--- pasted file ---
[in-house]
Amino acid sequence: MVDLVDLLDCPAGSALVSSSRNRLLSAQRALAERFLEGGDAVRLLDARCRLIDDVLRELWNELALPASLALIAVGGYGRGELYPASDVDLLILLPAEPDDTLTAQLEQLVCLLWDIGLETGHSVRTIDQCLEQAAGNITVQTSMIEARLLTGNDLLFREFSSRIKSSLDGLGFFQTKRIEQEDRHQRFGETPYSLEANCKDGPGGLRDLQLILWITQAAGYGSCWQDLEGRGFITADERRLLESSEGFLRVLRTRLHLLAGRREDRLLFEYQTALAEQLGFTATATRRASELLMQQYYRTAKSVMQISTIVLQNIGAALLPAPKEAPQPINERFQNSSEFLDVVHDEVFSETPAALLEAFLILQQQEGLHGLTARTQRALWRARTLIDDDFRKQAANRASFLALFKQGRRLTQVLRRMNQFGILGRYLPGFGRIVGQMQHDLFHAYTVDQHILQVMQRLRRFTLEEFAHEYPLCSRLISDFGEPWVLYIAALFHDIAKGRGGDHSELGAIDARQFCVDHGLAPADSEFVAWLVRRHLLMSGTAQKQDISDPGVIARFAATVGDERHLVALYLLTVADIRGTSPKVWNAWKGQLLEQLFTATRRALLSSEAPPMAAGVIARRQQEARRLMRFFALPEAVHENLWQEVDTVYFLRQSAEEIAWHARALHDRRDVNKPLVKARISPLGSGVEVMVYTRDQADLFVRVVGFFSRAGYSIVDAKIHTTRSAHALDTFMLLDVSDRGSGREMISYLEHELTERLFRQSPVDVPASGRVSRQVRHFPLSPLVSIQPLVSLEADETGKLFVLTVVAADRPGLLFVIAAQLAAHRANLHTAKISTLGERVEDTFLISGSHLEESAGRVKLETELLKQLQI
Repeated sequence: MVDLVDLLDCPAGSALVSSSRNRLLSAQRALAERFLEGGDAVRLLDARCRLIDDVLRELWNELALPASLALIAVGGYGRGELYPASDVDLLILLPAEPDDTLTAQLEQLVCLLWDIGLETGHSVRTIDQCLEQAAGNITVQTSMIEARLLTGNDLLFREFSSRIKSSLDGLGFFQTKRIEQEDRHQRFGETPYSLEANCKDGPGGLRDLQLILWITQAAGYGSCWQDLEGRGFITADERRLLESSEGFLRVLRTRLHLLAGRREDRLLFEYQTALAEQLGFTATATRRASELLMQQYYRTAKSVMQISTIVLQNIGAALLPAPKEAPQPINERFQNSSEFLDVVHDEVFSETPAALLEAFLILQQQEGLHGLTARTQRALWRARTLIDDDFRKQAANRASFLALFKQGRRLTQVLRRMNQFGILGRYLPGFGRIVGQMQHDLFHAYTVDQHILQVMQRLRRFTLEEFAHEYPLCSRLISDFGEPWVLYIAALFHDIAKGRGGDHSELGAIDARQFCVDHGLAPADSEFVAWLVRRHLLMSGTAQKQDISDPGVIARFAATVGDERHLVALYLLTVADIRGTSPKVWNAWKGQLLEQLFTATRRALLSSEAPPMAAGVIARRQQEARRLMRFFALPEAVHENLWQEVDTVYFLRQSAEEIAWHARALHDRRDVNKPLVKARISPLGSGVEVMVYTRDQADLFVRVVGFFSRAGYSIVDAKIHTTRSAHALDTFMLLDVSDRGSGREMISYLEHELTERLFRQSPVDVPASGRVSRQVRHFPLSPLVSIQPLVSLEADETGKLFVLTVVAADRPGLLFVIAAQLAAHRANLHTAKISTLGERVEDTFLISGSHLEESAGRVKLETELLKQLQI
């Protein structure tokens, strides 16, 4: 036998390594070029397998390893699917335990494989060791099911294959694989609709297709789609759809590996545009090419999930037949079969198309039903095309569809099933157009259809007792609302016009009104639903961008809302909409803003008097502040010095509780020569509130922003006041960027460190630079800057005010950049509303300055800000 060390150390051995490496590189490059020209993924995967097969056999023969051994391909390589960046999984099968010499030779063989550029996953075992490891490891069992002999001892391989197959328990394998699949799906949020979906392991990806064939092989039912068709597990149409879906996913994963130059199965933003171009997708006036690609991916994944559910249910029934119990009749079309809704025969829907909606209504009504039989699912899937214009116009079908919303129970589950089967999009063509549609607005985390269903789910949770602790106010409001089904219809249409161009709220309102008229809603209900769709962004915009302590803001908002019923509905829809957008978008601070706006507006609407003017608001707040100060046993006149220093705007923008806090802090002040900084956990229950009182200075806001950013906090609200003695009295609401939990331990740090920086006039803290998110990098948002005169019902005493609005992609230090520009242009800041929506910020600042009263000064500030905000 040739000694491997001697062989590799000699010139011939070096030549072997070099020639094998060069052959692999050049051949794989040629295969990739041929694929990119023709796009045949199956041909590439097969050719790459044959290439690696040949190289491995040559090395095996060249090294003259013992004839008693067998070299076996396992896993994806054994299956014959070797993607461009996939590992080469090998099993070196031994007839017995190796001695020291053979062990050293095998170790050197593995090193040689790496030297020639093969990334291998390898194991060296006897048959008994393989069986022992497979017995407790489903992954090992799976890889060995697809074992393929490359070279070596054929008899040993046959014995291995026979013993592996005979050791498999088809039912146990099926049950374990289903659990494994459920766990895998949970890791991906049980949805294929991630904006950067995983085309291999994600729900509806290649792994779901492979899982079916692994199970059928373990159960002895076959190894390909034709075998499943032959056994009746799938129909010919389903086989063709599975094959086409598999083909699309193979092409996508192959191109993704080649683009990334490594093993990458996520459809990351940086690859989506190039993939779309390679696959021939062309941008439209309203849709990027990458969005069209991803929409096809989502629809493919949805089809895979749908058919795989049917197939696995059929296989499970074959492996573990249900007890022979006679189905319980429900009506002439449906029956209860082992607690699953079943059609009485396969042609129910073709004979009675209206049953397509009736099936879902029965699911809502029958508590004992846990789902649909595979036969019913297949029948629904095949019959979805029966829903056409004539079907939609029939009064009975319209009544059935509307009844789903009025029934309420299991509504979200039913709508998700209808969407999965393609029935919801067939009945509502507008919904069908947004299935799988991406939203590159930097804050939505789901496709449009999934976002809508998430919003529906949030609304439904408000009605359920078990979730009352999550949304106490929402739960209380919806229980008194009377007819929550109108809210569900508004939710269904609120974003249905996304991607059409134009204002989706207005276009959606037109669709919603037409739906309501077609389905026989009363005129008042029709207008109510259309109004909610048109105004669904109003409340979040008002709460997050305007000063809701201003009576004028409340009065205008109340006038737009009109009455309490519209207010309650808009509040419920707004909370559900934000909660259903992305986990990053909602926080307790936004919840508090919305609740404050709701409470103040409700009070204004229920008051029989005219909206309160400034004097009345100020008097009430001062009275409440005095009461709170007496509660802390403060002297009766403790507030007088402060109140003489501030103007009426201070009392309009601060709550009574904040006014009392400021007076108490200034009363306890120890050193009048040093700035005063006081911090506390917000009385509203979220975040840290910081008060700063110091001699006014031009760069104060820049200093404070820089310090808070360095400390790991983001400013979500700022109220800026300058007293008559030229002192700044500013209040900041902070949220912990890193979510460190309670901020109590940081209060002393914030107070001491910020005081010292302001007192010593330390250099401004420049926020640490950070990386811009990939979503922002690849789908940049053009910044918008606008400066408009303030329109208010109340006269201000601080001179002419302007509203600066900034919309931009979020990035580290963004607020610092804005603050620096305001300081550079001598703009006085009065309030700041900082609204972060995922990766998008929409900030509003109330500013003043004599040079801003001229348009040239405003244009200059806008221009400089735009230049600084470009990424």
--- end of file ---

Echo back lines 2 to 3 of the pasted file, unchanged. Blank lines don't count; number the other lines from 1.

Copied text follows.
Amino acid sequence: MVDLVDLLDCPAGSALVSSSRNRLLSAQRALAERFLEGGDAVRLLDARCRLIDDVLRELWNELALPASLALIAVGGYGRGELYPASDVDLLILLPAEPDDTLTAQLEQLVCLLWDIGLETGHSVRTIDQCLEQAAGNITVQTSMIEARLLTGNDLLFREFSSRIKSSLDGLGFFQTKRIEQEDRHQRFGETPYSLEANCKDGPGGLRDLQLILWITQAAGYGSCWQDLEGRGFITADERRLLESSEGFLRVLRTRLHLLAGRREDRLLFEYQTALAEQLGFTATATRRASELLMQQYYRTAKSVMQISTIVLQNIGAALLPAPKEAPQPINERFQNSSEFLDVVHDEVFSETPAALLEAFLILQQQEGLHGLTARTQRALWRARTLIDDDFRKQAANRASFLALFKQGRRLTQVLRRMNQFGILGRYLPGFGRIVGQMQHDLFHAYTVDQHILQVMQRLRRFTLEEFAHEYPLCSRLISDFGEPWVLYIAALFHDIAKGRGGDHSELGAIDARQFCVDHGLAPADSEFVAWLVRRHLLMSGTAQKQDISDPGVIARFAATVGDERHLVALYLLTVADIRGTSPKVWNAWKGQLLEQLFTATRRALLSSEAPPMAAGVIARRQQEARRLMRFFALPEAVHENLWQEVDTVYFLRQSAEEIAWHARALHDRRDVNKPLVKARISPLGSGVEVMVYTRDQADLFVRVVGFFSRAGYSIVDAKIHTTRSAHALDTFMLLDVSDRGSGREMISYLEHELTERLFRQSPVDVPASGRVSRQVRHFPLSPLVSIQPLVSLEADETGKLFVLTVVAADRPGLLFVIAAQLAAHRANLHTAKISTLGERVEDTFLISGSHLEESAGRVKLETELLKQLQI
Repeated sequence: MVDLVDLLDCPAGSALVSSSRNRLLSAQRALAERFLEGGDAVRLLDARCRLIDDVLRELWNELALPASLALIAVGGYGRGELYPASDVDLLILLPAEPDDTLTAQLEQLVCLLWDIGLETGHSVRTIDQCLEQAAGNITVQTSMIEARLLTGNDLLFREFSSRIKSSLDGLGFFQTKRIEQEDRHQRFGETPYSLEANCKDGPGGLRDLQLILWITQAAGYGSCWQDLEGRGFITADERRLLESSEGFLRVLRTRLHLLAGRREDRLLFEYQTALAEQLGFTATATRRASELLMQQYYRTAKSVMQISTIVLQNIGAALLPAPKEAPQPINERFQNSSEFLDVVHDEVFSETPAALLEAFLILQQQEGLHGLTARTQRALWRARTLIDDDFRKQAANRASFLALFKQGRRLTQVLRRMNQFGILGRYLPGFGRIVGQMQHDLFHAYTVDQHILQVMQRLRRFTLEEFAHEYPLCSRLISDFGEPWVLYIAALFHDIAKGRGGDHSELGAIDARQFCVDHGLAPADSEFVAWLVRRHLLMSGTAQKQDISDPGVIARFAATVGDERHLVALYLLTVADIRGTSPKVWNAWKGQLLEQLFTATRRALLSSEAPPMAAGVIARRQQEARRLMRFFALPEAVHENLWQEVDTVYFLRQSAEEIAWHARALHDRRDVNKPLVKARISPLGSGVEVMVYTRDQADLFVRVVGFFSRAGYSIVDAKIHTTRSAHALDTFMLLDVSDRGSGREMISYLEHELTERLFRQSPVDVPASGRVSRQVRHFPLSPLVSIQPLVSLEADETGKLFVLTVVAADRPGLLFVIAAQLAAHRANLHTAKISTLGERVEDTFLISGSHLEESAGRVKLETELLKQLQI